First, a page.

Short Reading List

This introductory list for “Religion and Literature” covers the main concerns and trends of the past few decades, including the “religious turn” in literary theory, post-secular theory, and religion as a modality of reading and critical practice. It includes both primary texts and critical surveys.

in chronological order

1. T.S. Eliot. “Religion and Literature.” Selected Essays, 1917-1932. London: Faber & Faber, 1951. 388-401.

2. Jacques Derrida. “How to Avoid Speaking: Denials.” Languages of the Unsayable: The Play of Negativity in Literature and Literary Theory. Ed. Sanford Budick and Wolfgang Iser. Stanford: Stanford University Press, 1987. 3-70.

3. Geoffrey Hartman. “Text and Spirit” [1999]. The Geoffrey Hartman Reader. New York: Fordham University Press, 2004. 191-203.

4. Michael W. Kaufmann. “The Religious, the Secular, and Literary Studies: Rethinking the Secularization Narrative in Histories of the Profession.” New Literary History, 38:4 (Autumn 2007): 607-628.

5. “Special Issue: What is Religion and Literature?” Religion and Literature 41:2 (Summer) 2009.

6. Andrew Haas, David Jasper, and Elisabeth Jay, eds. The Oxford Handbook of English Literature and Theology. Oxford University Press, 2009.

7. Jo Carruthers, Mark Knight, and Andrew Tate, eds. Literature and the Bible, a Reader. New York: Routledge, 2013. 

8. Mark Knight, ed. The Routledge Companion to Literature and Religion. New York: Routledge, 2016.

9. Daniel Boscaljon and Alan Levinovitz, eds. Teaching Religion and Literature. New York: Routledge, 2018.

10. Eric Ziolkowski. Religion and Literature: History and Method. Leiden: Brill, 2020.

Further Reading

in chronological order

1. Luce Irigaray. “La Mystérique.” Speculum of the Other Woman. Trans. Gillian C. Gill. Ithaca: Cornell University Press, 1974. 191-202. 

2. Giles Gunn. The Interpretation of Otherness: Literature, Religion, and the American Imagination. New York: Oxford University Press, 1979. 

3. Frank Kermode. The Genesis of Secrecy: on the Interpretation of Narrative. Cambridge,MA: Harvard UP, 1980.

4. Robert Alter. The Art of Biblical Narrative. New York: Basic Books, 1981.

5. Edward Said. “Conclusion: Religious Criticism.” The World, the Text, and the Critic. Harvard UP, 1983. 290-292.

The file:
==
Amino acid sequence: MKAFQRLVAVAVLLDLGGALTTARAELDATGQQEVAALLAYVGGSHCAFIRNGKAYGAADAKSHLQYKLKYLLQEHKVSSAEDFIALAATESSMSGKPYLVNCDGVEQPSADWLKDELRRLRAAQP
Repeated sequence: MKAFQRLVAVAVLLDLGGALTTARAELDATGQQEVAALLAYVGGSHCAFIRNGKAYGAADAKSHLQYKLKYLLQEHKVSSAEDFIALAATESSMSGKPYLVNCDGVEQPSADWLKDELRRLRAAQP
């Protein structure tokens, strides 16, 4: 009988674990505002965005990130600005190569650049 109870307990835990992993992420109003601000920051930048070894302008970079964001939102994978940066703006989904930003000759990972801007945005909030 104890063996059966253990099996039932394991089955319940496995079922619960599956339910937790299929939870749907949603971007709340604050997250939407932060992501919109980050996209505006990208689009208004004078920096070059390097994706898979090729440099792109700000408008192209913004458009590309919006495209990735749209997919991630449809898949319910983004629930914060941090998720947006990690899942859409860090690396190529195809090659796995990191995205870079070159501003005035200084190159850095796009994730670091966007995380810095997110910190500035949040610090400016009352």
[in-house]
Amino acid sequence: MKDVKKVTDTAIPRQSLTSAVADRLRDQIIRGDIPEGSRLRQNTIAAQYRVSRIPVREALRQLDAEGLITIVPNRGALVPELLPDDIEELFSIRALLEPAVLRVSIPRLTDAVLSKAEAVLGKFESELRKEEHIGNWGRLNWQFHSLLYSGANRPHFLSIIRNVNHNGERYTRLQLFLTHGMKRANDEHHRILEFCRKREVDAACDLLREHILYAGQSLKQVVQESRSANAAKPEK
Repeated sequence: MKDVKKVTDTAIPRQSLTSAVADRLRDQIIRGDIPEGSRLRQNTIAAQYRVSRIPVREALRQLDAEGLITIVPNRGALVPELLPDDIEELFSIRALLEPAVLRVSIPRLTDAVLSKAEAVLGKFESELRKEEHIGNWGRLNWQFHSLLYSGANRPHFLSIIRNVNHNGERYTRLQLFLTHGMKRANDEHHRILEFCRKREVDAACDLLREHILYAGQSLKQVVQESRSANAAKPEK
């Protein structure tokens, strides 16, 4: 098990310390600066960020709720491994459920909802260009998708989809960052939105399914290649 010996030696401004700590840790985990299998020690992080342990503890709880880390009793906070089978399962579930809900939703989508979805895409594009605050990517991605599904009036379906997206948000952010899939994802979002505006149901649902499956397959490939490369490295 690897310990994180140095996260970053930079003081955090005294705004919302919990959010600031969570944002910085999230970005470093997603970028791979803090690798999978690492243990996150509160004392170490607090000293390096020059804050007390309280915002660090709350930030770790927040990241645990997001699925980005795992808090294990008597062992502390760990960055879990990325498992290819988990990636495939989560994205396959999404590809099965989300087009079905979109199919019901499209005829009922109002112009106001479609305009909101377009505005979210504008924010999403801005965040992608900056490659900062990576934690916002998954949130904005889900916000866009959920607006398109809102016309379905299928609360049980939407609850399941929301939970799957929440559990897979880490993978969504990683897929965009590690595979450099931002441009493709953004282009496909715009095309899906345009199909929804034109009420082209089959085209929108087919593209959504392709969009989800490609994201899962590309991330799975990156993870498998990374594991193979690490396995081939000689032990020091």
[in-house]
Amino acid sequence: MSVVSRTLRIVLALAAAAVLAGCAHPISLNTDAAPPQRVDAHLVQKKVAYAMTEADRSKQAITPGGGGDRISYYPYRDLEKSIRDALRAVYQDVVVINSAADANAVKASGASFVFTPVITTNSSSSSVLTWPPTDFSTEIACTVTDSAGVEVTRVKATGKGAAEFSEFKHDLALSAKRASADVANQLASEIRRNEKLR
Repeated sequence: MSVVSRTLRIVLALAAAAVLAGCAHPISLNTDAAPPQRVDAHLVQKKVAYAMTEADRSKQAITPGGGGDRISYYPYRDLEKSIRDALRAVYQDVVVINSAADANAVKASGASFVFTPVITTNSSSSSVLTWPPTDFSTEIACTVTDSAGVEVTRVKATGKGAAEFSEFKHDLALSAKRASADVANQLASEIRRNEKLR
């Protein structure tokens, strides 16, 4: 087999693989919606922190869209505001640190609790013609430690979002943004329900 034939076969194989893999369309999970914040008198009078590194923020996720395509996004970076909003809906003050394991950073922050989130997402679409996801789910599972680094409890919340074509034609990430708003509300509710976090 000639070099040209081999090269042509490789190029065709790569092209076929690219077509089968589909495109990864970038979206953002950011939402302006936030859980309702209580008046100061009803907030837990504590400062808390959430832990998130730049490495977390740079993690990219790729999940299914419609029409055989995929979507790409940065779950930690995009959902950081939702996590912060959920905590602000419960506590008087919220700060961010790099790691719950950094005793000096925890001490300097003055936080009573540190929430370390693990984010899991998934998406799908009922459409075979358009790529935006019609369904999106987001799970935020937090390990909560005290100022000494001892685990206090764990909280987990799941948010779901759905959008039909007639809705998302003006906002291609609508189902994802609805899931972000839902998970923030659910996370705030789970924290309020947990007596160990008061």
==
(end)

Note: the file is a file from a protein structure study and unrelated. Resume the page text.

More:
6. Geoffrey Hartman and Sanford Budick, eds. Midrash and Literature. New Haven, CT: Yale University Press, 1986.

7. David Lyle Jeffrey. People of the Book: Christian Identity and Literary Culture. Grand Rapids, MI: William B. Eerdman’s Press, 1996.

8. Slavoj Žižek. The Fragile Absolute: Or, Why is the Christian Legacy Worth Fighting For? New York: Verso, 2000.

9. Alain Badiou. Saint Paul: The Foundation of Universalism. Trans. Ray Brassier. Stanford: Stanford University Press, 2003.   

10. Nicholas Boyle. “A Catholic Approach to Literature.” Sacred and Secular Scriptures. London: Darton, Longman & Todd, 2004.  

11. Michel Foucault. The Hermeneutics of the Subject. Ed. Frédéric Gros. Trans. Graham Burchell. New York: Picador, 2005.

12. Charles Taylor. A Secular Age. Cambridge: Harvard UP, 2007.

or the concise “What Does Secularism Mean?” Dilemmas and Connections: Selected Essays. Harvard UP, 2011. 303-325. 

13. “Special Feature: A Seminar on Christian Scholarship and the Religious Turn in Literary Studies.” Christianity and Literature. 58.2 (2009). 

14. “Mellon Special Issue: Literature and Religion for the Humanities.” Religion and Literature. 46:2-3 (2014).

15. Susan Felch, ed. The Cambridge Companion to Literature and Religion. New York: Cambridge University Press, 2016.

16. Saba Mahmood, “Secularity, History, Literature.” Religious Difference in a Secular Age: A Minority Report. Princeton: Princeton University Press, 2016.

17. Susannah Brietz Monta. “Religion, Historicism, and Faithful Reading.” Theology and Literature After Postmodernity. Ed. Zoe Lehmann Imfeld, Peter Hampton, and Alison Milbank. New York: Bloomsbury, 2015. 15-33.

18. Chloë Starr. Chinese Theology: Text and Context. New Haven, CT: Yale University Press, 2016. 

This second list continues with the same trends as the first, but it includes samples of the specific and sometimes divergent concerns that have engaged different types of scholars in the field of literature and religion.

The short reading list was compiled by Sharon Kim in consultation with members of the American Religion and Literature Society, the Conference on Christianity and Literature, Religion and Literature, and Literature and Theology. Special thanks to David Jasper, past Senior Editor of Literature and Theology, founder of the Conference on Literature and Religion (UK); Ray Horton, past president of the American Religion and Literature Society; Romana Huk, Chief Editor of Religion and Literature; and Kevin Hart, editorial board member of Religion and Literature, Literature and Theology, and Christianity and Literature.